As with any other course validated by an institution based in England, Scottish domiciled students can choose to study in England and receive support through the student loan system to help with tuition fees.

Free tuition in an increasingly cross-border world

Footnote 1 below looks at the legal position.  But it is the policy position which is more interesting: the law after all could be changed if needed – it is all fully within the scope of the Scottish Parliament.

We already knew that “free tuition” was a policy with various exceptions: see footnote 2 below.  As a result, its focus has been clearly on meeting the fees of Scots studying up to their first undergraduate degree at Scottish Government-funded institutions.

But the statement quoted in The Courier suggests the policy has a further element: it appears to require that no Scottish students who are physically studying within Scotland should be able to incur English-level debt for fees, whatever type of institution they attend.

This is an interesting proposition in a world where universities are becoming more experimental.  Overseas campuses are now very common: but what about cross-UK expansion?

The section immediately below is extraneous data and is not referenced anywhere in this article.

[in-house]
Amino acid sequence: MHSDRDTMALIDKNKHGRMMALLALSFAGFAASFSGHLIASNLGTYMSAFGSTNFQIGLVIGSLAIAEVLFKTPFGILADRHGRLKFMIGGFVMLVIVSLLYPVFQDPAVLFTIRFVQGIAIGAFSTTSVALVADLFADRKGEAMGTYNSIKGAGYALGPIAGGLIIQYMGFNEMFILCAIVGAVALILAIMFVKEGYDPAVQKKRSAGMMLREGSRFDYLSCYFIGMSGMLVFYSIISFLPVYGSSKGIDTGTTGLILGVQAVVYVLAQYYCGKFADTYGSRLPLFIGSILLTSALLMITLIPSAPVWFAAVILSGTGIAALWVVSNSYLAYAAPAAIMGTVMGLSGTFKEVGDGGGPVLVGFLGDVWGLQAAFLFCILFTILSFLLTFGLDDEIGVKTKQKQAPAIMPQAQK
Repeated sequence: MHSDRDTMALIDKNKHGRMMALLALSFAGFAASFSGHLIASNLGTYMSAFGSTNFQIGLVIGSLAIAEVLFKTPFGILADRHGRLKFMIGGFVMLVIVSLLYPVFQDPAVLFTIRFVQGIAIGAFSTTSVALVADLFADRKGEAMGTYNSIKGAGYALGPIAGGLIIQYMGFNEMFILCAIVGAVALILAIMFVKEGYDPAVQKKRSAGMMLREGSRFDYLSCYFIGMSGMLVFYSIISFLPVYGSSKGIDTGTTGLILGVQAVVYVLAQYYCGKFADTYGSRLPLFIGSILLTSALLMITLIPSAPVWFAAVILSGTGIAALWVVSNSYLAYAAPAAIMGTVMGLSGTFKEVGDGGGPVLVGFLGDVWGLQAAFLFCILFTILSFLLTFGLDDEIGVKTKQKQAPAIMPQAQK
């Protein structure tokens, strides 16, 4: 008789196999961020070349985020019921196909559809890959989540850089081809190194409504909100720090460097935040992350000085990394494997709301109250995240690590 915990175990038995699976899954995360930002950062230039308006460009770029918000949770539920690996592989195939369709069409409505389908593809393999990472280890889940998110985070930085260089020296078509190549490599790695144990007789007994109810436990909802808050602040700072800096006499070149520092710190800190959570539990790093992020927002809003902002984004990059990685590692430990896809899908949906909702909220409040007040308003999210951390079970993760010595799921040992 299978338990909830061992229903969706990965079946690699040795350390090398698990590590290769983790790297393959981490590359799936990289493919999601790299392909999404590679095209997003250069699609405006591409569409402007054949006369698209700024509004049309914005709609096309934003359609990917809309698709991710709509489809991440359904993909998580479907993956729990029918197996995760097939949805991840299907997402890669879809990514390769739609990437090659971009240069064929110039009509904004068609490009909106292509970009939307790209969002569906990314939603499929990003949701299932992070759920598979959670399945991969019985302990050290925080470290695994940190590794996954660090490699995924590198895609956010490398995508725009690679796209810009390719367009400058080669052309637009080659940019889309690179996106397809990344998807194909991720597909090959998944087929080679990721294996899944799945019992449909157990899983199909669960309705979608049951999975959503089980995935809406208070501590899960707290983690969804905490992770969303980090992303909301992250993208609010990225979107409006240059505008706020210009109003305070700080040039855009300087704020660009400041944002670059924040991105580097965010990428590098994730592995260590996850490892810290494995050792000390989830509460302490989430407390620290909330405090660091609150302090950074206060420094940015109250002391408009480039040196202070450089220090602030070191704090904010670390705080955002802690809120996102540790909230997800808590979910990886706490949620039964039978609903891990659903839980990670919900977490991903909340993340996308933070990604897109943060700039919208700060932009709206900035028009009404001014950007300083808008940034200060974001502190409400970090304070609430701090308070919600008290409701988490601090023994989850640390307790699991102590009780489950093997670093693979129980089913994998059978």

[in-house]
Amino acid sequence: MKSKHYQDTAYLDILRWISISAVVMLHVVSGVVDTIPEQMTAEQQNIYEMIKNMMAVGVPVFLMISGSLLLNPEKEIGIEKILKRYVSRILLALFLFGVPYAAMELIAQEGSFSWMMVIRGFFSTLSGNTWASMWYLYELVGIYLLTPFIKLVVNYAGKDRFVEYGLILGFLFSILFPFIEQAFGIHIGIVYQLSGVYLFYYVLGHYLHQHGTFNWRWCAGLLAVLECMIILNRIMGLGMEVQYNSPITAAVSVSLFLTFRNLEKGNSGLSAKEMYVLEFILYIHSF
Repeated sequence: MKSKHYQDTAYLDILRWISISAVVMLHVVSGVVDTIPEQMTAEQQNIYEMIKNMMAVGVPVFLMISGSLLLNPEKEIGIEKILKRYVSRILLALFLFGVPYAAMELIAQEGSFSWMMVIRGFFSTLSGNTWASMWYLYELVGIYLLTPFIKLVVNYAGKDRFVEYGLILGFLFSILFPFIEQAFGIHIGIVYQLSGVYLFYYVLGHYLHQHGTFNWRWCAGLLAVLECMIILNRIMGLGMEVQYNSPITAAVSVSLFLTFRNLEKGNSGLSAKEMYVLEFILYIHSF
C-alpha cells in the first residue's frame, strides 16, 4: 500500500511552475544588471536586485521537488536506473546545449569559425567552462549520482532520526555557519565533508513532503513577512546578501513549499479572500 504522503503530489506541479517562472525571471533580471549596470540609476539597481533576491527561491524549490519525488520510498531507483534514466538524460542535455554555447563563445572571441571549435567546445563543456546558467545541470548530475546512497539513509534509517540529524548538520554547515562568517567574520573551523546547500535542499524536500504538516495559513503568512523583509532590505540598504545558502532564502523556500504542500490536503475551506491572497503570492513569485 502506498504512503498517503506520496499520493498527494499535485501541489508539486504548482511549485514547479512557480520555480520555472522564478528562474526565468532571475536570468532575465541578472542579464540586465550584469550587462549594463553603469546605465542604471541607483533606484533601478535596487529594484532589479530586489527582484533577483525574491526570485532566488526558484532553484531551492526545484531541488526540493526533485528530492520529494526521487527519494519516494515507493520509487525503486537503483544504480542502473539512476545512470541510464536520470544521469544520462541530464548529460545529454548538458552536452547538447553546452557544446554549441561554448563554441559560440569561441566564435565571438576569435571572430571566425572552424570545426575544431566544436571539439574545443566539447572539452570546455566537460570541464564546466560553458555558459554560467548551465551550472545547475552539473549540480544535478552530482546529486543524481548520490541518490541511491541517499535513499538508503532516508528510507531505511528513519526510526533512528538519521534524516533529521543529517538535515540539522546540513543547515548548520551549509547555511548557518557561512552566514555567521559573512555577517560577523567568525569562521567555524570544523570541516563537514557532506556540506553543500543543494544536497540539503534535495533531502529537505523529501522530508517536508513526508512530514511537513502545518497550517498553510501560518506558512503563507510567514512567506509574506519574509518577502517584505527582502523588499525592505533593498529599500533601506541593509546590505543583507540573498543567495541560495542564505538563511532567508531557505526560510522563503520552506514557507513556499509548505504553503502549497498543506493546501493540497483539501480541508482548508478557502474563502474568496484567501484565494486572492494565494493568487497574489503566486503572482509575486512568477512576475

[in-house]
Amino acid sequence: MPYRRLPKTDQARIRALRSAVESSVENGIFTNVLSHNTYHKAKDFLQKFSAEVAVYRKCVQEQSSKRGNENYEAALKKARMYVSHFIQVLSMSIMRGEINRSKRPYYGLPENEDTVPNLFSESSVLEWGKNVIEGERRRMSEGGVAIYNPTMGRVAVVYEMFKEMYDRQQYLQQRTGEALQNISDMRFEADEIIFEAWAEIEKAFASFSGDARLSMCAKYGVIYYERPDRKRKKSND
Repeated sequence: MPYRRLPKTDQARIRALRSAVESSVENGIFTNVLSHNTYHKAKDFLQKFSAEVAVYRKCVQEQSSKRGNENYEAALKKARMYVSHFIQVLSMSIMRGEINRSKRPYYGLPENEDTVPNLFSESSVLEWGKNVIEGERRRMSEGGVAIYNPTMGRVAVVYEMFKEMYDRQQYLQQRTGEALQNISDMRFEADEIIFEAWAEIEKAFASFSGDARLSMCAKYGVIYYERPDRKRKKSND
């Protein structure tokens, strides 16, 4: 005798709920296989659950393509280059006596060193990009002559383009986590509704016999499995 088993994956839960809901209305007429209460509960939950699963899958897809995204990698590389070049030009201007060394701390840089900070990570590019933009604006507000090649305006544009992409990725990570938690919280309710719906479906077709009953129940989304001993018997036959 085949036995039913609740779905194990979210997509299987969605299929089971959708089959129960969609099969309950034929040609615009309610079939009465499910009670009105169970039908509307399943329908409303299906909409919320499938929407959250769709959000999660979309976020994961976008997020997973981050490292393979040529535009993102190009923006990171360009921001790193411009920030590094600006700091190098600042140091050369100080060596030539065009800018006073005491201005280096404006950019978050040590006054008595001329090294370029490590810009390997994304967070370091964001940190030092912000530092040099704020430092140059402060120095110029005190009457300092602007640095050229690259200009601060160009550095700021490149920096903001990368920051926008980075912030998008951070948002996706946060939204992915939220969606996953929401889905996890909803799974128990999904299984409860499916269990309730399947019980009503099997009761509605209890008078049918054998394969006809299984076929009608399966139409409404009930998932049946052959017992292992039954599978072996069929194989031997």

The University of the West of Scotland was lately criticised by some for setting up a campus in London.   Heriot-Watt has a “London Associate Campus” (although the courses listed there appear no longer to be taking new entrants). Glasgow Caledonian also has a London campus, offering postgraduate study only.  And there may well be more such examples.

Closer to the Middlesex/Tayside example is Glasgow University’s new undergraduate course in History of Art where students spend the first two years based at Christie’s in London, before going to Glasgow for the second half of their degree. Students pay £15,000 a year to Christie’s for the first two years, then Glasgow fees for the second half.  The course organisers advise (see the “Undergraduate Only” tab here) that:

Christie’s Education is designated by Student Finance England to offer funding for UK and EU Undergraduate students. The maximum amount awarded is £6,000 per year for the first two years whilst at Christie’s Education.

Please note Christie’s Education is not designated by SAAS (Student Awards Agency Scotland), however Undergraduate students may be eligible for SAAS funding whilst at the University of Glasgow for years 3 and 4 of the programme.

[Note:  a separate note on the same site suggests that the Christies element may give access to some fee loan from SAAS: see here.  Interested students should check direct with the course organisers and SAAS]